By Clara Niel, Christine Zhu and Madison Peek

Staff Writers

Along with a slew of other announcements last month, the University of Maryland indicated that students would be allowed to return to campus if they left for Thanksgiving break, so long as they got tested for COVID-19 upon their return and isolated as much as possible for two weeks.

Last week, though, the school retreated from this plan, instead announcing that students who live in dorms will not be allowed to return to campus if they go home for the holiday. The change left some students and parents frustrated, especially as it came about two and a half weeks before Thanksgiving break is set to start on Nov. 25. 

Freshman Elyas Masrour had already purchased Amtrak tickets for his train ride home to Long Island, New York, and the ride back to the campus. He plans to cancel these tickets and get a refund.

“It was definitely frustrating that they said something, and then switched it over to another thing,” the computer engineering major said. 

The university’s change of plans came amid a nationwide spike of coronavirus cases. Maryland reported 1,714 new cases on Wednesday, marking the third-highest single day total since the state started tracking the virus’s spread in the state in March.

Prince George’s County continues to see the highest number of total reported cases of any jurisdiction in the state, at 35,146, and has recorded the second-highest number of total fatalities from the virus.

[UMD students weigh returning to campus for spring semester]

An out-of-state student, freshman aerospace engineering major Aidan Pulliam has not been home since moving in at the start of the semester. He originally planned on going home to West Deptford, New Jersey, for Thanksgiving break, but he decided to stay in his dorm for the remainder of the semester after the school’s announcement last week.

However, he wasn’t too upset by the change in plans. He’s made plans to divide cooking meals with his floormates in Prince Frederick Hall, and he says his family is getting a hotel room in the area for the holiday.

“I don’t think the announcement was too late, because it was working with the data they had,” Pulliam said. “I don’t think it was really up to the school to make the announcement this late.”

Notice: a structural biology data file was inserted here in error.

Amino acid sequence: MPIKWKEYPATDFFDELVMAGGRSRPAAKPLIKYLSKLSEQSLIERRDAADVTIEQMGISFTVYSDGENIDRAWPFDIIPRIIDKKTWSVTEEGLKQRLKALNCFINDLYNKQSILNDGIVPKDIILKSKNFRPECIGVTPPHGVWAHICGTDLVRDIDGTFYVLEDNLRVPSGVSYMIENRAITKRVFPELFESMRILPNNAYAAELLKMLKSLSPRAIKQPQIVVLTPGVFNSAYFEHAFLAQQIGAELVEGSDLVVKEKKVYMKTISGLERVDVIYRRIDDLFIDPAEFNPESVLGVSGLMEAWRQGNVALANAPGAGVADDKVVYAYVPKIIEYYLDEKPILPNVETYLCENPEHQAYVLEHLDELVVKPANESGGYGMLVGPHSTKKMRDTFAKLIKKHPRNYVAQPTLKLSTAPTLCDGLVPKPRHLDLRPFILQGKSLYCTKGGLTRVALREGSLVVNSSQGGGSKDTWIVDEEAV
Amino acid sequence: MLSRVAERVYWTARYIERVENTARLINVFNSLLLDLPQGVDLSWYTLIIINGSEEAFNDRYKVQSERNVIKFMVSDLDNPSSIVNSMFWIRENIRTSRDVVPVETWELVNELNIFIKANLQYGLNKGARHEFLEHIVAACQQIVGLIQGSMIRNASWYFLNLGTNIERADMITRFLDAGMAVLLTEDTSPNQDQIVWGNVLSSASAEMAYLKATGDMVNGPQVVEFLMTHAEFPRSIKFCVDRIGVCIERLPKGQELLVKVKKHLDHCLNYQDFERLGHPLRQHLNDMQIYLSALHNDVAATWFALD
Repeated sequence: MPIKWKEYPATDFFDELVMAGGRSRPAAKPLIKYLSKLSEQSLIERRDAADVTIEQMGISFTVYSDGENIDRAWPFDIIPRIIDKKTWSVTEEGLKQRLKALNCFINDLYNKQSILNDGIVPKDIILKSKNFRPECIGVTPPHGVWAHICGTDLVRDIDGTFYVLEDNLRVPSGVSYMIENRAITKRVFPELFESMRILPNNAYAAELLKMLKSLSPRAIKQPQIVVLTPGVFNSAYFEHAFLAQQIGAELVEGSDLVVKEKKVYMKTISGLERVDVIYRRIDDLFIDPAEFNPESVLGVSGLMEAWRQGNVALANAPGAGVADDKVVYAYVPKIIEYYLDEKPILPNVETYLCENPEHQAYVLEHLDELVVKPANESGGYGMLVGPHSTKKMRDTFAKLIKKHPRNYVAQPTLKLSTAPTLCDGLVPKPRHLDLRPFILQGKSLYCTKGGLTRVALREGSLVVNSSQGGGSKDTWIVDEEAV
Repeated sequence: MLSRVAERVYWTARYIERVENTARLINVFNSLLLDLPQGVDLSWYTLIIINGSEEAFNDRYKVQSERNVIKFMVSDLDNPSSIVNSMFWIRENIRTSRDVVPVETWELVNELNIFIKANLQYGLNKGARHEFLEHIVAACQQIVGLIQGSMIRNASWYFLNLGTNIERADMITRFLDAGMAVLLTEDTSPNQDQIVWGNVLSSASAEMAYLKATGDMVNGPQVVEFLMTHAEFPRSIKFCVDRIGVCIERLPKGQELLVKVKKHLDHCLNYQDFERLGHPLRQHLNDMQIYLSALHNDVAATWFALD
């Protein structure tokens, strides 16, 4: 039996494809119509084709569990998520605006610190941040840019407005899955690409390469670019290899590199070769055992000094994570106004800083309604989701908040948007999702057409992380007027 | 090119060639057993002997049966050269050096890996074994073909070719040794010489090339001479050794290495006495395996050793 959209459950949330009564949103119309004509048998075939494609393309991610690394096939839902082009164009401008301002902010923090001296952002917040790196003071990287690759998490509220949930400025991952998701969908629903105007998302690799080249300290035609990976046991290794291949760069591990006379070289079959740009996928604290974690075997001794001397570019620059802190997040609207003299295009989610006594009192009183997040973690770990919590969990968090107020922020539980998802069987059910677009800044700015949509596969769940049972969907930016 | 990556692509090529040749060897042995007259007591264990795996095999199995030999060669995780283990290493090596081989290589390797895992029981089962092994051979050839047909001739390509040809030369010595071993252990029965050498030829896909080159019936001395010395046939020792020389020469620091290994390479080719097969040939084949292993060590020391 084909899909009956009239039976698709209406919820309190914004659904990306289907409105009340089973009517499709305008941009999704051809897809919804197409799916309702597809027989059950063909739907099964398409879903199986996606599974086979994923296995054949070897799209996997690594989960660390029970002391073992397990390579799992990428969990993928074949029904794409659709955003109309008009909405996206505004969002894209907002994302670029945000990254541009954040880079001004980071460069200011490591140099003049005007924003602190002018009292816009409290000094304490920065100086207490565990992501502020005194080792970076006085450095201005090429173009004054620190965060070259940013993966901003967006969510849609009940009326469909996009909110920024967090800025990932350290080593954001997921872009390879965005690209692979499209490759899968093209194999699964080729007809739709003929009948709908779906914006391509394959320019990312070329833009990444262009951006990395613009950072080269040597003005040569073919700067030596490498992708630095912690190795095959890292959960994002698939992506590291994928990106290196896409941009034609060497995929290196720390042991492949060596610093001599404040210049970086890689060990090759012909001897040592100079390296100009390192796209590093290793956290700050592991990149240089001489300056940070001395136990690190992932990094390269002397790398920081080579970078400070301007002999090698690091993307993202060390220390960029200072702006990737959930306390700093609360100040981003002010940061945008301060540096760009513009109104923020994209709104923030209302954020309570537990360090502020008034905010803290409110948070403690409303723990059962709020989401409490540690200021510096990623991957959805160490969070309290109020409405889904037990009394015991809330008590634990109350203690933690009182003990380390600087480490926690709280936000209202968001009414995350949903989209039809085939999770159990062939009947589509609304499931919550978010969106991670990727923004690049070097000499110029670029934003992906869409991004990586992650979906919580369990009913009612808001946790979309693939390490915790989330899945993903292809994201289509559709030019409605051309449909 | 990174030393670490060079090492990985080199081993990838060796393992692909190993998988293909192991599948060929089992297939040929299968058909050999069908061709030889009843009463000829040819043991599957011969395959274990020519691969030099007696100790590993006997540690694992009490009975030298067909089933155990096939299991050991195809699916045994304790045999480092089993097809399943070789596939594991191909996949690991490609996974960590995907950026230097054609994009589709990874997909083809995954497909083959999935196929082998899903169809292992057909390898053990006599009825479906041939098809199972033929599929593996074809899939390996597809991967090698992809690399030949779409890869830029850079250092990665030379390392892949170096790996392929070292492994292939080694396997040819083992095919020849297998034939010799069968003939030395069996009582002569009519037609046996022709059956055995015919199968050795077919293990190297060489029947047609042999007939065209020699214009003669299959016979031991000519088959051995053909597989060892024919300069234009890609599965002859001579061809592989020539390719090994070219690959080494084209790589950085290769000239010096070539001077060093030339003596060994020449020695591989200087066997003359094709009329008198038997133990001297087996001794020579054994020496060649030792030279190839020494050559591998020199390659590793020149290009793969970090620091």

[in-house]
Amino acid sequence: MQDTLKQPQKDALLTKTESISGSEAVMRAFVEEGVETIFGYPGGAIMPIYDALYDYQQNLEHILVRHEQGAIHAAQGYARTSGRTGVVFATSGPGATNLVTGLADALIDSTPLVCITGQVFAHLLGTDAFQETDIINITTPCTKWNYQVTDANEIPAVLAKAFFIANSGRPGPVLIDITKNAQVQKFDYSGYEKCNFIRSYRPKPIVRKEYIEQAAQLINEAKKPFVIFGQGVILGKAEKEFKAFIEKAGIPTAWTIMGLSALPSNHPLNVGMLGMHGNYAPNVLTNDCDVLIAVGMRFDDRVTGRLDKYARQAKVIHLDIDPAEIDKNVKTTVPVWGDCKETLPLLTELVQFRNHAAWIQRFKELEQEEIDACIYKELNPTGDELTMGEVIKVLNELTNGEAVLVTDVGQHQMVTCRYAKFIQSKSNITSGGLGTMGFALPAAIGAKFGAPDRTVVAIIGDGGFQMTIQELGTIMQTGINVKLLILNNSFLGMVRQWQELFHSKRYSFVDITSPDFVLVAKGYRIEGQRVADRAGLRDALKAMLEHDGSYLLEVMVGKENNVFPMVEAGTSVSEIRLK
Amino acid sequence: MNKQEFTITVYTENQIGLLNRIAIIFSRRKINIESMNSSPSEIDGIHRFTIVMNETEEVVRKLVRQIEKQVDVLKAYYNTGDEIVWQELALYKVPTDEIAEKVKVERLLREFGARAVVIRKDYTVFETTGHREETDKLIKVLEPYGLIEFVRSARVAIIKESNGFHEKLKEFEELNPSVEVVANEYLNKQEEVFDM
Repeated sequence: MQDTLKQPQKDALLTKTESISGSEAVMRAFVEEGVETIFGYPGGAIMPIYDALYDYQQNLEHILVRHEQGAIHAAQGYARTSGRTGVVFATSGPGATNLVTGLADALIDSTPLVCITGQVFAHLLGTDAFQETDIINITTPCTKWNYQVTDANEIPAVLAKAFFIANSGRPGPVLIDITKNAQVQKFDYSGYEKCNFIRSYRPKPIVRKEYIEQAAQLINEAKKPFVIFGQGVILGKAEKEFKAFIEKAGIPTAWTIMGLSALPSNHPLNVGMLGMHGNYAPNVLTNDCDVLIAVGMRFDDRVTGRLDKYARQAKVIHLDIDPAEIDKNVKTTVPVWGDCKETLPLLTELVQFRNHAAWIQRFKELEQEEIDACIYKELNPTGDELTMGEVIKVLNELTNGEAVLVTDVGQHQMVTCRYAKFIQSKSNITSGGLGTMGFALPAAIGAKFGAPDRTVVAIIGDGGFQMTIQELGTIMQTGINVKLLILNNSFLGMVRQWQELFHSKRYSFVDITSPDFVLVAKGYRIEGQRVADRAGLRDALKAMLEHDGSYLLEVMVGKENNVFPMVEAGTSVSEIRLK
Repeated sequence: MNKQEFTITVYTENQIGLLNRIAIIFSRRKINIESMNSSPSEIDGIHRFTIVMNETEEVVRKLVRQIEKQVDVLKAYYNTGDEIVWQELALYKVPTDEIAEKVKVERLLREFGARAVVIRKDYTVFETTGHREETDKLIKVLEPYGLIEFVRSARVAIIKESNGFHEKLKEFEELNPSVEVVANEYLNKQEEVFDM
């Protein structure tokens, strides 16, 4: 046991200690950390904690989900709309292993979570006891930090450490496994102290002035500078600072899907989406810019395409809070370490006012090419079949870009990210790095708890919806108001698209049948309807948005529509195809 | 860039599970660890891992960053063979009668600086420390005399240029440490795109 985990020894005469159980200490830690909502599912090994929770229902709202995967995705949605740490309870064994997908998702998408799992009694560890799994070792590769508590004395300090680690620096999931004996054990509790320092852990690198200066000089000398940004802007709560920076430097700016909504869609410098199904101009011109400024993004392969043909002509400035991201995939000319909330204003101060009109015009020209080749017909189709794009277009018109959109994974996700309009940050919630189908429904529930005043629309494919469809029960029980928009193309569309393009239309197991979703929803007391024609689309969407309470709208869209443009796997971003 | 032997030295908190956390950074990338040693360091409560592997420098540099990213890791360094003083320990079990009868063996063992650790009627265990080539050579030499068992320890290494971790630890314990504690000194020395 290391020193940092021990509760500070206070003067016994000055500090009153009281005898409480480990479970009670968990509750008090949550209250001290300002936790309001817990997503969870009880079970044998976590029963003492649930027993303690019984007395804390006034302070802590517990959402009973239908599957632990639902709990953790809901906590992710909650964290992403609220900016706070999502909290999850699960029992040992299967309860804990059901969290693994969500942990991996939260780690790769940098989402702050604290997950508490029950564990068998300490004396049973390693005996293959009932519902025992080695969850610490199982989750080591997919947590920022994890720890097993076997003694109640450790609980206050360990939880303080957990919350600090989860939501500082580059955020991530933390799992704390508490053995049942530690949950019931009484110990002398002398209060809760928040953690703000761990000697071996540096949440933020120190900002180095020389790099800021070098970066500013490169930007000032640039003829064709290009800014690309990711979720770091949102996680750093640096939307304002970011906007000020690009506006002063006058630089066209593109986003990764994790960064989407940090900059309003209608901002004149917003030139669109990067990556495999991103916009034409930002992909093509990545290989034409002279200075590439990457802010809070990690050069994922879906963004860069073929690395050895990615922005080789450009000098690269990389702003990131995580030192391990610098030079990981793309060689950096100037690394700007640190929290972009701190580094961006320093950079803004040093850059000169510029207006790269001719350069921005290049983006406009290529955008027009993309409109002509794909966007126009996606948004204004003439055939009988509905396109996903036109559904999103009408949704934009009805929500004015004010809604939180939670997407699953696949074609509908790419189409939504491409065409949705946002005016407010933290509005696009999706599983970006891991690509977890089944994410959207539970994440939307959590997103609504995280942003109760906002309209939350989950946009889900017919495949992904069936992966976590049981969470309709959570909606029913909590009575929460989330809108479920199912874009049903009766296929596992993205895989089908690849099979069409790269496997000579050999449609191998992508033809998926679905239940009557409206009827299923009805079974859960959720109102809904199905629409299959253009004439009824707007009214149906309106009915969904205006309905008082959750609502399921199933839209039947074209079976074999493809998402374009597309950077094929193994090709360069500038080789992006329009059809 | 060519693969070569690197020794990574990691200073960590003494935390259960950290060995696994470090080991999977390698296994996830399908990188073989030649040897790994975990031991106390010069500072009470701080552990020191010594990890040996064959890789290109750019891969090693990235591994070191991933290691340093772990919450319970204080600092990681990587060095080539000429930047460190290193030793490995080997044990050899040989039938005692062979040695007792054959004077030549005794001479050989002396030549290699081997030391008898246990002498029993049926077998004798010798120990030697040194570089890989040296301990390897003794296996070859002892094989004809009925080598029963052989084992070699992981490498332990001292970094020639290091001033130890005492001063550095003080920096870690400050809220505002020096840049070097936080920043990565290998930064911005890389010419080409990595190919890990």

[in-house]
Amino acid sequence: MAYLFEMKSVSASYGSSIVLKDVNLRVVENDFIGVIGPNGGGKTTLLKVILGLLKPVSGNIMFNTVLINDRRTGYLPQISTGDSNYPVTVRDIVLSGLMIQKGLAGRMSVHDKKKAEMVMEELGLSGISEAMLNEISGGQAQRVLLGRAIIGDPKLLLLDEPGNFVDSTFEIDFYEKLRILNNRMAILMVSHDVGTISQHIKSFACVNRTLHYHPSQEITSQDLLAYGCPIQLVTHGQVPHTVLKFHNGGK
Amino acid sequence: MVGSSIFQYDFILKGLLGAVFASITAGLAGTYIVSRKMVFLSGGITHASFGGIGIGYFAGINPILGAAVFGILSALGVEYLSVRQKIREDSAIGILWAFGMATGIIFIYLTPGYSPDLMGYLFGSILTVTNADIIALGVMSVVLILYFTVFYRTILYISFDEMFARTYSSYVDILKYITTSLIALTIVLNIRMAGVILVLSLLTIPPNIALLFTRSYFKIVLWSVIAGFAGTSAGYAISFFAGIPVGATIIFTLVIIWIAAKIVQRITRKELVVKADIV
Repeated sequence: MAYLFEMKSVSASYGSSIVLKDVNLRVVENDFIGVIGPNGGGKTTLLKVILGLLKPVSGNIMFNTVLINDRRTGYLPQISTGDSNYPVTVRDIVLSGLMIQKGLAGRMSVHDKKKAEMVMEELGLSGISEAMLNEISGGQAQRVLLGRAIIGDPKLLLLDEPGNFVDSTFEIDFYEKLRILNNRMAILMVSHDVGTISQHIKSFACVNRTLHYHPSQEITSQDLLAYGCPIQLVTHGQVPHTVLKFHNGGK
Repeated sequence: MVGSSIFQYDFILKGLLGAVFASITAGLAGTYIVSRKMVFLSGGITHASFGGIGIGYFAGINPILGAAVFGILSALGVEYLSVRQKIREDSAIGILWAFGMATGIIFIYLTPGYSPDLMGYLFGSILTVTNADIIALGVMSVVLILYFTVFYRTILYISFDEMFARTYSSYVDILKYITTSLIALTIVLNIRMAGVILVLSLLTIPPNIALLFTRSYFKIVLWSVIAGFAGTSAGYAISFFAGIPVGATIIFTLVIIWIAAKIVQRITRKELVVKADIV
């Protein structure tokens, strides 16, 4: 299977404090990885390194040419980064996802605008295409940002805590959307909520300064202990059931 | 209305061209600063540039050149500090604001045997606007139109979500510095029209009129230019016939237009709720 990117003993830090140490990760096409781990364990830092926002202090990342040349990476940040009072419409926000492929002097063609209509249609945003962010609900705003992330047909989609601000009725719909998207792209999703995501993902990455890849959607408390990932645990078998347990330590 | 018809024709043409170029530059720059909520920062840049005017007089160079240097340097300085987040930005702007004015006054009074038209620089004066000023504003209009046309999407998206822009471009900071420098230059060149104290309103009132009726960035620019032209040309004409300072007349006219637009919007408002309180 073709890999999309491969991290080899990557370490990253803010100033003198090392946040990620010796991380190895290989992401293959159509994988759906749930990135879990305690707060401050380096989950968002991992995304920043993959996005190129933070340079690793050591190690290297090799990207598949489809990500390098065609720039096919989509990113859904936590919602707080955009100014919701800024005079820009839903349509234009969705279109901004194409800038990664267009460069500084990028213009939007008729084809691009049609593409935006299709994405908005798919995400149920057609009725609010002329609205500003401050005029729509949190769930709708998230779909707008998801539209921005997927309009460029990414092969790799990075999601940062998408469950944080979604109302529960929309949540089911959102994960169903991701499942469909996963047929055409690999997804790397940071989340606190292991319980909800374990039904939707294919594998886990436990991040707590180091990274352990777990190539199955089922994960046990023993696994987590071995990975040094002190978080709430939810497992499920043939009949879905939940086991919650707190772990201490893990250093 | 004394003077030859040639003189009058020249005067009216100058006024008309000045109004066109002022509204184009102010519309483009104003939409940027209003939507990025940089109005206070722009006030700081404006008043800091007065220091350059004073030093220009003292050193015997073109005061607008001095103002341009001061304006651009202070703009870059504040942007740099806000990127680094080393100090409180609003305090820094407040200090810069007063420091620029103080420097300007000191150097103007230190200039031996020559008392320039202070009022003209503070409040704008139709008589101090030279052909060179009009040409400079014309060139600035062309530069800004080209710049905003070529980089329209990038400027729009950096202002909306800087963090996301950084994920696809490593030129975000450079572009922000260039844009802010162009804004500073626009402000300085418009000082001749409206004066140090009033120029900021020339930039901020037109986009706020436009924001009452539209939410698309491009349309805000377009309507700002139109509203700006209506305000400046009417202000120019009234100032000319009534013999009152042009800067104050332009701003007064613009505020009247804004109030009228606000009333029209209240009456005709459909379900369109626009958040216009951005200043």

As laid out in the housing agreement addendum people living in dorms had to sign at the start of the semester, students who choose to leave campus for Thanksgiving break will not receive any refunds, according to a list of frequently asked questions on the university’s website.

Additionally, students who tell the university they plan to travel over the break will have their keycards deactivated and will not be able to enter campus buildings, university President Darryll Pines told The Diamondback in a Wednesday interview. 

This guidance does not apply to students who live off-campus or in on-campus apartments, Pines said, as the university does not operate those residences. However, Pines said the university strongly recommends that those students who travel also do not return to College Park.

The university is setting up opportunities for students, staff and students to get tested before they leave for break, Pines said. This will ensure people are safe when they go home, he said, and give the university a sense of the current spread of the virus in the community.

“We feel that this is the appropriate decision to keep our community safe,” Pines said. 

[COVID-19 hit the hospitality industry hard. Here’s how College Park hotels are adjusting.]

According to last week’s email, dining halls would be closed over Thanksgiving break. However, according to a Nov. 10 announcement from the Department of Resident Life, students may pick up a hot meal on Thanksgiving from the North Campus Dining Hall. The Commons Shop will also be open with limited hours.

Freshman Keegan Whittle, who will be going home to Baltimore County over Thanksgiving break and staying there until the spring semester, said he wished the university would give students on dining plans some sort of credit back if they are leaving for the holiday, since they paid for an entire semester’s worth of meals.

“But to be fair,” he added, “we didn’t really even know how long we were gonna stay when we started this whole thing.”

The school’s announcement also threw a wrench in parents’ plans for the holiday. Alison Zimet Oxman, a New Jersey mother of a sophomore chemical engineering major at this university, is still figuring out what her family’s Thanksgiving will look like this year.

After the school announced in October that students would be allowed to return to campus after Thanksgiving break if they got tested for the virus and quarantined, Zimet Oxman booked an Amtrak ticket for her son to come home. She’s since refunded the ticket, since she knows her son may not want to come home because taking online classes could be more difficult there.

The family has also considered driving down to College Park to celebrate the holiday, Zimet Oxman said, but they have had to take into account the fact that Maryland is among a number of states New Jersey has placed on a travel advisory list. People visiting those states are asked to quarantine upon their return home.

However, Zimet Oxman said she wasn’t frustrated by the school’s announcement and appreciated that officials are considering students’ health.

“If the school didn’t do something based on the conditions changing, I would have been very, very concerned,” Zimet Oxman said. “I have no problem with them being flexible based on what’s happening around them.”

Senior staff writer Eric Neugeboren contributed to this story.